What Legal Duties Does An Administrator Or An Executor Have?
It is an administrator’s job to gather all of the assets of the estate, pay the debts of the estate, and distribute the assets to the beneficiaries in accordance with the will or the laws of intestate succession. All of this will occur under the supervision of the probate court in the county where the decedent lived.
How Long Does The Inheritance Process Actually Take?
If the inheritance process is done through a probate or court-supervised process in Los Angeles County, then it will take on average 18 months. In theory, it should only take about 10 months, but due to the fact that the courts are busy and that it can be difficult to get hearing dates, it usually takes longer.
Which Creditors Must Be Paid?
If there are assets in the estate, then any valid debt of the estate must be paid. As long as there are more assets than debts in the estate, all creditors will be paid. If there are more debts than assets, then all creditors will receive a prorated payment for the debt, and there will be no distributions to any beneficiaries.
What Happens To A Business Owned By The Deceased?
A business that is owned by an individual who has deceased will be treated like any other asset of the estate. If assets aside from the business are sufficient to cover all existing debts, then the business will be distributed to the beneficiaries, who could choose to retain or sell it. The administrator could also sell the business during probate, just as they could sell the family home.
As The Executor, Am I Entitled To Anything From The Estate?
According to the statute in California, the executor or administrator of an estate is entitled to a percentage of the value of that estate. The more the estate is worth, the lower percentage the administrator gets, and it’s the same amount as the estate’s attorney will receive.
I Am The Main Beneficiary Of A Will That Doesn’t Name Any Executors. What Should I Do?
If someone is the main beneficiary of a will that doesn’t name any executors, then they can petition the court to be named as the administrator of the estate. As a beneficiary under the will, a person is entitled to be appointed as the administrator or to nominate someone else to serve as the administrator for them.
My Mother Has Died But I Can’t Find A Will. What Should I Do?
If an individual’s parent dies and they believe there is no will, then they can file a probate, allege in the petition that there was no will, and seek to have themselves or their nominee appointed as the administrator of the estate. If someone else has a copy of the will and they come forward with it, then the court will simply substitute that will for the estate rather than follow the intestate rules that would otherwise apply.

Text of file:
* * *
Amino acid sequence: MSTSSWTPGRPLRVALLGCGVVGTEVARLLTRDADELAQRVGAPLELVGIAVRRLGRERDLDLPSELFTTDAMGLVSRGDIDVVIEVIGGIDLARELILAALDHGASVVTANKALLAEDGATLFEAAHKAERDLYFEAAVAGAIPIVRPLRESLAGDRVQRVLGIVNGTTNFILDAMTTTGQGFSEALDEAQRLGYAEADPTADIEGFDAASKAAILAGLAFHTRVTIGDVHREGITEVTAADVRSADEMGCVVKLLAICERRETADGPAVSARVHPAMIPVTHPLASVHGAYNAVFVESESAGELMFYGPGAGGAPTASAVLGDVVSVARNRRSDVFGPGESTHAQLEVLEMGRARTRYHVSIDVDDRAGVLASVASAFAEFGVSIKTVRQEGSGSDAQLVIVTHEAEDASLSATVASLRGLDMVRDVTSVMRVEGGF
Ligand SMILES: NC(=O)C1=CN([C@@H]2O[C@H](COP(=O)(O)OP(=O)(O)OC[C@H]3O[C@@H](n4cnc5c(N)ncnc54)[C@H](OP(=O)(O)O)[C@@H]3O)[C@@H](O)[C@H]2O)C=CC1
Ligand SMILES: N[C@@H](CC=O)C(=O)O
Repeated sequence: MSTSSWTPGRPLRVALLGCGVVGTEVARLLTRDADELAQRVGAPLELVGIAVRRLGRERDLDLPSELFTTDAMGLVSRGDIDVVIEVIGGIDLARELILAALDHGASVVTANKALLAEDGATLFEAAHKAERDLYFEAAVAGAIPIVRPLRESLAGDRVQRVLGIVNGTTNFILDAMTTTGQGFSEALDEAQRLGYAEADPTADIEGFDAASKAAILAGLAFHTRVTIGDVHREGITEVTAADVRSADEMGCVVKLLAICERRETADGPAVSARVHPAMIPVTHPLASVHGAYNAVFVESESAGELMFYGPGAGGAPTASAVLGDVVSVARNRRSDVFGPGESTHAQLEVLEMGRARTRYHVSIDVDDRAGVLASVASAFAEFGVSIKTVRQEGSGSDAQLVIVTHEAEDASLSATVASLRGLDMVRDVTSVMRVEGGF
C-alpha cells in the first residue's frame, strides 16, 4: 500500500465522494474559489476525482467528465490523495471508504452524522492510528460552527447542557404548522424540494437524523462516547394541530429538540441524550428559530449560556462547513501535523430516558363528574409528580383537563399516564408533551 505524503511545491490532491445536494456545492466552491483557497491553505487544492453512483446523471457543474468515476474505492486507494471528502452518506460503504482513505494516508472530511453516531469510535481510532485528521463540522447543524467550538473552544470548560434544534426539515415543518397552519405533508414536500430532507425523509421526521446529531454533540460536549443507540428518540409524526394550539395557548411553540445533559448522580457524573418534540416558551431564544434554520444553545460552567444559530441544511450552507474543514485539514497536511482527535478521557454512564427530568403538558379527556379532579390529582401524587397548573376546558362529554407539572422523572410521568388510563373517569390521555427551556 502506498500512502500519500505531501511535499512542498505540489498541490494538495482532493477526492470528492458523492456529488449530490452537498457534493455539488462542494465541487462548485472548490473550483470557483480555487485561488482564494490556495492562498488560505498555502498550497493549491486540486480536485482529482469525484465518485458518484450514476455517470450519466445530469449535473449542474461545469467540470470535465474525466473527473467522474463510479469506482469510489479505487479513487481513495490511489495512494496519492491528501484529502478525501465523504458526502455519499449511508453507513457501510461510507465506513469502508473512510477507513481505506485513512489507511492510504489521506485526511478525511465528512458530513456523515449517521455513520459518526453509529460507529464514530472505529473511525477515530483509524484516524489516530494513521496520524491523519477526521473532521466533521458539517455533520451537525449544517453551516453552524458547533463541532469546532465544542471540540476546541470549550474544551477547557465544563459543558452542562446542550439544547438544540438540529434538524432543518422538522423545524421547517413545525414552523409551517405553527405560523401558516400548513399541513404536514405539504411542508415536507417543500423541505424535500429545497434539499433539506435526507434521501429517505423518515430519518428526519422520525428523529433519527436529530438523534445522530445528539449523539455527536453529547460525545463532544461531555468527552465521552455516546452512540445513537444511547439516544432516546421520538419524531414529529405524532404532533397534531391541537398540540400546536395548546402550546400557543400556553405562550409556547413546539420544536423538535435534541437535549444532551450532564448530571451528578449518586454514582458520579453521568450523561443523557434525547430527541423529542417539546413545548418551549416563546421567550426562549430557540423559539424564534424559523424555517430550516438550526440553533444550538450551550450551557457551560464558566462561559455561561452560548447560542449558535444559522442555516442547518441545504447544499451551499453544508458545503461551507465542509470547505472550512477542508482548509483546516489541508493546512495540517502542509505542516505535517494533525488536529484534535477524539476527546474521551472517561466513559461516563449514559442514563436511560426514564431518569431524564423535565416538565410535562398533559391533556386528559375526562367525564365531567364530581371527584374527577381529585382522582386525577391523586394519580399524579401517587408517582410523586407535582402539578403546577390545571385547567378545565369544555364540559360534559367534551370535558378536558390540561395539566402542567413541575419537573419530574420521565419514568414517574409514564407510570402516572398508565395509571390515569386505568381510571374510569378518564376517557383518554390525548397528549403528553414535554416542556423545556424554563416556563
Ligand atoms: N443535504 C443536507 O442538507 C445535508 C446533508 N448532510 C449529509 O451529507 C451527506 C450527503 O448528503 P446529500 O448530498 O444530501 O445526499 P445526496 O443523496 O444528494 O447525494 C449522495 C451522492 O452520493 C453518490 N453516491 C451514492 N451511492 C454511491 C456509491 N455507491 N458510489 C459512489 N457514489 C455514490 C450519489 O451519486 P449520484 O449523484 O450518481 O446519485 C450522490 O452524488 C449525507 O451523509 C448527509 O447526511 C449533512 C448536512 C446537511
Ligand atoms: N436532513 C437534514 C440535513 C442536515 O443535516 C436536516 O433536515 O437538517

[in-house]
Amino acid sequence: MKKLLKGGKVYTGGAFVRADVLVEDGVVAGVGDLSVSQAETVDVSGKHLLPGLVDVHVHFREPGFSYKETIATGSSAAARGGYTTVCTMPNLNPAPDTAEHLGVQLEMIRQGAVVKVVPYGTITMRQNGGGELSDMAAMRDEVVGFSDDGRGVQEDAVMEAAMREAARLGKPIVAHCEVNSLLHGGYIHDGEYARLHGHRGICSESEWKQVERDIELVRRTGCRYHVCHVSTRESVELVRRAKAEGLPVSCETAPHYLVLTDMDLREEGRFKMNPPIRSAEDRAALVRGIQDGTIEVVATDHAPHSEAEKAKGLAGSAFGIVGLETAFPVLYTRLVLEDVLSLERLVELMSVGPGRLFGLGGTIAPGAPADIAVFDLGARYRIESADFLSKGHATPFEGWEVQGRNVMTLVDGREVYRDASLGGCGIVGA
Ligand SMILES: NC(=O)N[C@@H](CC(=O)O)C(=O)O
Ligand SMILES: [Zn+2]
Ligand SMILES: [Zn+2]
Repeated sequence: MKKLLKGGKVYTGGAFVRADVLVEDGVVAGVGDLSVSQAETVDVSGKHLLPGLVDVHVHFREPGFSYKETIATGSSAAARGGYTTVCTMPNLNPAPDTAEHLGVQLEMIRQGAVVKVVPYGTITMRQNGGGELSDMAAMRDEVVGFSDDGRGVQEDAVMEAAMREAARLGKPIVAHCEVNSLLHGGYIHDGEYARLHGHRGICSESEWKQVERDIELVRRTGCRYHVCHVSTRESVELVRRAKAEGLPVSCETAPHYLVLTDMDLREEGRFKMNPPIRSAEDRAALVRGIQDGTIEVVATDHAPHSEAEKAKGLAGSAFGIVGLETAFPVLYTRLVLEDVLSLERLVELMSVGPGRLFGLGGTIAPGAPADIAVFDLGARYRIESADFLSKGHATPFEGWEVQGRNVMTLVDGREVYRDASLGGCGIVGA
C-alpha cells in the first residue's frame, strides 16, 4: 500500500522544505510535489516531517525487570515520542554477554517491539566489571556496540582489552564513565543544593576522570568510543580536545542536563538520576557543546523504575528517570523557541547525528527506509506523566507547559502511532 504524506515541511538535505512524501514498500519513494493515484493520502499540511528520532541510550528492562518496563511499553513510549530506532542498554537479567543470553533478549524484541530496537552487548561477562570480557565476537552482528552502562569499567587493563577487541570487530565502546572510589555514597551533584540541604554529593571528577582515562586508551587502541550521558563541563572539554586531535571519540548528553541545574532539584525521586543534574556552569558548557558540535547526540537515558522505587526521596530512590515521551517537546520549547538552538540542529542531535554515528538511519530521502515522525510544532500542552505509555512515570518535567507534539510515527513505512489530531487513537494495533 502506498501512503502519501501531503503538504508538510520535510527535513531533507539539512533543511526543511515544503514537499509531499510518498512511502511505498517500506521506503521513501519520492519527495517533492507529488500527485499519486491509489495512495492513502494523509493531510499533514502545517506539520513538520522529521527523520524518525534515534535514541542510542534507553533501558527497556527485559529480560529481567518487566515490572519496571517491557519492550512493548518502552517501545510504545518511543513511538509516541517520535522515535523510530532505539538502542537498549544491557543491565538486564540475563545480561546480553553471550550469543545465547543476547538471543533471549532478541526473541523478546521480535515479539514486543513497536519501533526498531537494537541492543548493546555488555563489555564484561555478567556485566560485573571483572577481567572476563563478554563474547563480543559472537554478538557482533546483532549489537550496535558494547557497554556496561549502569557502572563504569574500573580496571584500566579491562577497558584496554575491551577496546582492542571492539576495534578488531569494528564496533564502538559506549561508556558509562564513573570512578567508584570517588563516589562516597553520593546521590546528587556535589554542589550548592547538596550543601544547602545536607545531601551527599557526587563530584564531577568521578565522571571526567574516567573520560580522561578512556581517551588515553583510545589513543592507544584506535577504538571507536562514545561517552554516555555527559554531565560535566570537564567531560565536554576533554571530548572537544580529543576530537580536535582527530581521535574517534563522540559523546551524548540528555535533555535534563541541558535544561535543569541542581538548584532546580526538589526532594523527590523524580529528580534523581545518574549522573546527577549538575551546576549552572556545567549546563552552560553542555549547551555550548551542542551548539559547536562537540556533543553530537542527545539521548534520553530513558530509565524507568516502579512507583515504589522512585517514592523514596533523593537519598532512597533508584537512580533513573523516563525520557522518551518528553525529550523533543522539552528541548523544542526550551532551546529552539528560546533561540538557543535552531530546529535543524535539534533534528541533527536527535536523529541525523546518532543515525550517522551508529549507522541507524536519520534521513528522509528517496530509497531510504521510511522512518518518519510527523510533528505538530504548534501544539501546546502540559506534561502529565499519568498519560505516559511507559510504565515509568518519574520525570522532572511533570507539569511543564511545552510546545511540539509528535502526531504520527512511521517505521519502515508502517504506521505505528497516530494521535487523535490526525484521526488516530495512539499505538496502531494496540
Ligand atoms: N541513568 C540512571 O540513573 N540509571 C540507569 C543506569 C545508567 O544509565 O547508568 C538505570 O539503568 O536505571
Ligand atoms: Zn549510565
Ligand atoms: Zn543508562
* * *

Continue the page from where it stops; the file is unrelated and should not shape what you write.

A Relative Has Died Without Leaving a Will. Will I Inherit Anything?
If someone’s relative has died without leaving a will, a relative may or may not inherit assets; it will depend upon how closely that relative is related to the decedent. Intestate succession and distributions without a will generally go to the closest family members, such as spouses and children. If there are no spouses or children, then the assets would go to the grandchildren. If there are no grandchildren, then the assets would go to the parents, siblings, nieces and nephews, etc.
Who Are The Legal Heirs In A Blended Family?
The identity of legal heirs in a blended family will vary depending on the assets that the estate holds. If the estate holds no real estate, then there may be a distribution of non-real estate assets to the children if the spouses died within five years of each other. If there is separate property belonging to the spouse who dies first, then that property would be distributed between the surviving spouse and the deceased spouse’s children. Situations involving blended families can be very difficult, and they almost never end up the way the spouses would have wanted. This is why it is so strongly recommended that people with blended families create an estate plan so that their wishes are followed.
For more information on Duties Of An Administrator Or Executor, a free initial consultation is your next best step. Get the information and legal answers you are seeking by calling (626) 385-6303 today.
Call for a free assessment of your needs